Living in a Broken World
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"I would say that it was life-altering. I feel that strongly and I don’t say that lightly because I’ve done some work – some personal growth before. I was ready to heal and I’m extremely grateful for this past weekend." – N.E., Tracking the Soul workshop participant
For the past two years, I have been working with a small band of intrepid souls to create a school-retreat called Yggdrasil. The purpose of this venture is to change people’s lives and ultimately, in a small way perhaps, the world in which we all live. As I look out into the world, I often see a culture that is broken, wounded, distorted by a rampant confusion about what is truly important, a narcissistic immaturity all too ready to substitute wishful thinking for hard work, and an institutionalized numbness in the face of monumental problems requiring the collective best that all of us together have to offer. Despite our best intentions, and the best intentions of previous generations extending back to Adam and Eve, we keep making a mess of things, and human civilization as a whole keeps slip-sliding toward the edge of self-annihilation.
As a child of the idealistic sixties’ counterculture, I often ask myself, “How could this be? Surely we must have learned something in the course of our history that can save us from ourselves?” But honestly, the answer seems to be, “No. We’re really not learning all that much.” Early on in my journey through this life, I realized that if I wanted to change the broken world – which I did and still do – I’ve got to start with myself, my own brokenness, and then help those I can with what I learn along the way. Wounded people create a wounded world, and fixing what is wrong – if such a thing is even possible – can only begin by realizing, we’re all wounded.
In my twenties, I turned simultaneously to psychology and spirituality for answers to this dilemma, and found some valuable insight in each realm, although not enough really to make a difference. Knowing where and why I was broken, I learned, is not the same as healing. Turning to the ultimate source of wholeness through my connection with Spirit, I also learned, does not absolve me of the necessity for working through my chronic wounded sense of separation from the whole. I think an intimate knowledge of psychology – particularly psychology rooted in individual choice and responsibility – and spirituality – particularly spirituality rooted in the quest for an open heart and mind – can provide solace and support for the long dark journey from blinding pain to soft light, but it is not the journey itself.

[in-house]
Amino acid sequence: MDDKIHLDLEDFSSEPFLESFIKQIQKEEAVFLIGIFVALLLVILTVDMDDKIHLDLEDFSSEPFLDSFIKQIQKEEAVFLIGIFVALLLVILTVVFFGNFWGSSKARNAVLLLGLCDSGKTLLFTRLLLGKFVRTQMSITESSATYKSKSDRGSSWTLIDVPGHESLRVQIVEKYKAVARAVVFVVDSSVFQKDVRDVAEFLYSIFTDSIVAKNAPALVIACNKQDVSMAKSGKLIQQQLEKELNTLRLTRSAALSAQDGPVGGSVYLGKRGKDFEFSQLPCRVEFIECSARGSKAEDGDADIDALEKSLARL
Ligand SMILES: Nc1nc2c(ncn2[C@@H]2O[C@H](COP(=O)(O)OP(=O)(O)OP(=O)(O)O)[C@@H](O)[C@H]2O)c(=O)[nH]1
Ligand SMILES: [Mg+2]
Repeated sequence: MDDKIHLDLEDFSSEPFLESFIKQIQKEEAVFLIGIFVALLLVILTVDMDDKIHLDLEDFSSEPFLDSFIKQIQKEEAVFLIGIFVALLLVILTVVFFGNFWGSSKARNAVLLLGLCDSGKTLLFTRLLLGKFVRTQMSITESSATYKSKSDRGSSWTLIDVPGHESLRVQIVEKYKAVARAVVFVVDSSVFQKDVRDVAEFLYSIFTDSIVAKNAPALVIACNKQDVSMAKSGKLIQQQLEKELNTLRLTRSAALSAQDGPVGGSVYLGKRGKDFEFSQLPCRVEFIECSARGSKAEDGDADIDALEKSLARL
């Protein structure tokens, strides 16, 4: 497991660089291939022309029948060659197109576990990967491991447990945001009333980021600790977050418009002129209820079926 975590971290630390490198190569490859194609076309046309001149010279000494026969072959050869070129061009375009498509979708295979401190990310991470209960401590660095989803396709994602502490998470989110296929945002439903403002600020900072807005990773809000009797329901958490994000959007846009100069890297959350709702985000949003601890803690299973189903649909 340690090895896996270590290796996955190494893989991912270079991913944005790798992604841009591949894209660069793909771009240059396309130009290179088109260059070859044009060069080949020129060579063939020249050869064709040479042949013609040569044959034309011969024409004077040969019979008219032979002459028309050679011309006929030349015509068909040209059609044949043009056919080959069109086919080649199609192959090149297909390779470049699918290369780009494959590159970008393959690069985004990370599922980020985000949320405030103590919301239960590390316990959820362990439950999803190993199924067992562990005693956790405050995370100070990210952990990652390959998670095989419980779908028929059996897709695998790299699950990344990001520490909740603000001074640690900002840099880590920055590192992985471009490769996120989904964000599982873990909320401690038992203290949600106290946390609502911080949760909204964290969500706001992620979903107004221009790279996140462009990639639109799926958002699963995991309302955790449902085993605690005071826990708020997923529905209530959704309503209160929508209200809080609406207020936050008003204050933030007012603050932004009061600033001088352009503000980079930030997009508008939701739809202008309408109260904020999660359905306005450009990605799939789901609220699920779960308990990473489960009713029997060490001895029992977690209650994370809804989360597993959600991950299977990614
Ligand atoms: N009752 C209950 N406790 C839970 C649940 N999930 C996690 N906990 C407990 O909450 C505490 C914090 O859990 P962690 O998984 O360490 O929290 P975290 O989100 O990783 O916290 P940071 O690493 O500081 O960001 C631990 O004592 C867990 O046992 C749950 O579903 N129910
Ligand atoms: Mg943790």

The same can be said for all forms of self-help, spiritual practice, and psychotherapeutic intervention. Tools are necessary and helpful, but they do not wield themselves. Like a woodcarver armed with hammer and chisel and a block of wood – even a skilled woodcarver – the soul armed with the tools of transformation can only carve a rough approximation of real life, inevitably shaped as much by what the soul can and cannot see as by the life that shapes the carving. The tools themselves are neutral. It is what we bring to them that matters and what we bring to them is ourselves – broken, questing for wholeness, always en route between here and some elusive horizon. All we can do is show up – with the best intention we can muster and the sharpest tools at our disposal – and chip away.
When my partner asks me what I’m doing, I often answer, “chipping away.” It is a standing joke between us, but the truth of the matter is, I’ve learned the hard way that nothing worth having or doing happens all at once. You set an intention, and then you put one foot in front of the other. Sometimes you leap; sometimes you slide backwards; but with your intention to guide you, you make gradual progress, day by day, year by year, decade by decade over the course of a lifetime. If this is true for worldly pursuits, then it must surely also be true for spiritual pursuits as profound as healing the broken pieces of our lives – broken in childhood, broken perhaps in some other life, broken just because as everyman’s troubadour Bob Dylan once put it, “everything is broken.”
With such an attitude, you might think I am a pessimist. I am not. I show up every day and chip away. It’s actually a pretty meaningful existence, despite the fact that part of my brokenness is a tendency toward depression and despair.
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